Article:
Objectives: Few studies have compared perceptions of risk, worry, severity and control across multiple diseases. This paper examines how these perceptions vary for heart disease, diabetes, stroke, and colon, breast, and ovarian cancers.
Methods: The data for this study came from the Family Healthware Impact Trial (FHITr), conducted in the United States from 2005 to 2007. Healthy adults (N=2362) from primary care practices recorded their perceptions at baseline for each disease. Analyses were conducted controlling for study site and personal risk factors.
Results: Perceived risk was significantly higher for cancers than for other diseases. Men worried most about getting heart disease; women worried most about getting breast cancer, followed by heart disease. Diabetes was perceived to be the least severe condition. Heart disease was perceived to be the most controllable compared to cancers, which were perceived to be the least controllable. Women had higher perceived risk and worry ratings compared to men for several diseases.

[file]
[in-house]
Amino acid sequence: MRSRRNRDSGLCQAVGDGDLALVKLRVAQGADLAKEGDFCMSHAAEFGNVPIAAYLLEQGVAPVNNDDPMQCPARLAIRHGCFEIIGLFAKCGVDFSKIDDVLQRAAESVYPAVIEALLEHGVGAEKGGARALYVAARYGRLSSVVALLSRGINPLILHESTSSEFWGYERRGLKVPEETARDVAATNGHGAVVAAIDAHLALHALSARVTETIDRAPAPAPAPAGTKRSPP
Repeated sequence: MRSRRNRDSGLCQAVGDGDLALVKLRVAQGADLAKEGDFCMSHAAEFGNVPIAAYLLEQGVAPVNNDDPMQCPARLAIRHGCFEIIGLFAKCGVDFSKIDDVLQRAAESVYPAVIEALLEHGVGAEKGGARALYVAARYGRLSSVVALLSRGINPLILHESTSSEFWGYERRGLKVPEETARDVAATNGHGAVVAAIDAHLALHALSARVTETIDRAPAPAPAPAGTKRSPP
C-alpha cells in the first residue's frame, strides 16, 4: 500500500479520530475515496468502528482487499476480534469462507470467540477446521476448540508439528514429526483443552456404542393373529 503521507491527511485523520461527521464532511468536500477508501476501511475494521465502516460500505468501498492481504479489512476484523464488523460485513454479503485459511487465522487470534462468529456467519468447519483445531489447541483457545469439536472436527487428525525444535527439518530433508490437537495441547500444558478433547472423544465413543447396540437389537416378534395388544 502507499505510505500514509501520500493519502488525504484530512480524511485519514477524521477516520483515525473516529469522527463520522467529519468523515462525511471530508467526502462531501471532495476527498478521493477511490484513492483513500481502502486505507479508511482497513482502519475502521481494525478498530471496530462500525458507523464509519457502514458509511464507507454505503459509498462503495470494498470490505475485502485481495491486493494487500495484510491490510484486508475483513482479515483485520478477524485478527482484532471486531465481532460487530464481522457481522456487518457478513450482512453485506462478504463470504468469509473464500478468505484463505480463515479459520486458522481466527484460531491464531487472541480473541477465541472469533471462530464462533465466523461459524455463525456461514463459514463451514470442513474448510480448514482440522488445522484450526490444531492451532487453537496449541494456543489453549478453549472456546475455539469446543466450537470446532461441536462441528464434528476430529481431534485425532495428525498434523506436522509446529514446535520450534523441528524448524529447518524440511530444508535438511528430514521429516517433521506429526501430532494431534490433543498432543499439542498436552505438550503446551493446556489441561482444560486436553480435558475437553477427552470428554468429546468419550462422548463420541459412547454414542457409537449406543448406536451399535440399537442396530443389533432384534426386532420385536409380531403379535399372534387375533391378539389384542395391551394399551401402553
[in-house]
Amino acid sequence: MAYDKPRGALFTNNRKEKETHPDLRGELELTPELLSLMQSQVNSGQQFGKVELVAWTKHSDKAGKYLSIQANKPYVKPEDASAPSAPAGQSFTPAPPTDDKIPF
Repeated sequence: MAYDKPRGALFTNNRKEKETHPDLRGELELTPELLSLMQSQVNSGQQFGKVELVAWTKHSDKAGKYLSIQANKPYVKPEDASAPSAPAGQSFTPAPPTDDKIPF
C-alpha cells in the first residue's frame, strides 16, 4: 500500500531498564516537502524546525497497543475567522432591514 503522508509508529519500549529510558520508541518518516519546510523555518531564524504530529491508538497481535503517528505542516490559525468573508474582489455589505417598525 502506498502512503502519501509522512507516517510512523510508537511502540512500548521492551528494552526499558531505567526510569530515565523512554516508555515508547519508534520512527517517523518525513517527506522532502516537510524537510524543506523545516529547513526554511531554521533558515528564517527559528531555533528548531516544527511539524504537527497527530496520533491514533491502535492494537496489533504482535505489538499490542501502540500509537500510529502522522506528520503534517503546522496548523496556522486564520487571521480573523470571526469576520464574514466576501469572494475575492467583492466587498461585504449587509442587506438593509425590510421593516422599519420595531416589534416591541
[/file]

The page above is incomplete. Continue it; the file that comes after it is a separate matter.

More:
Conclusions: These data highlight how individuals comparatively view chronic diseases. Addressing prior disease perceptions when communicating multiple disease risks may facilitate an accurate understanding of risk for diseases, and help individuals to effectively identify and engage in relevant behaviors to reduce their risk.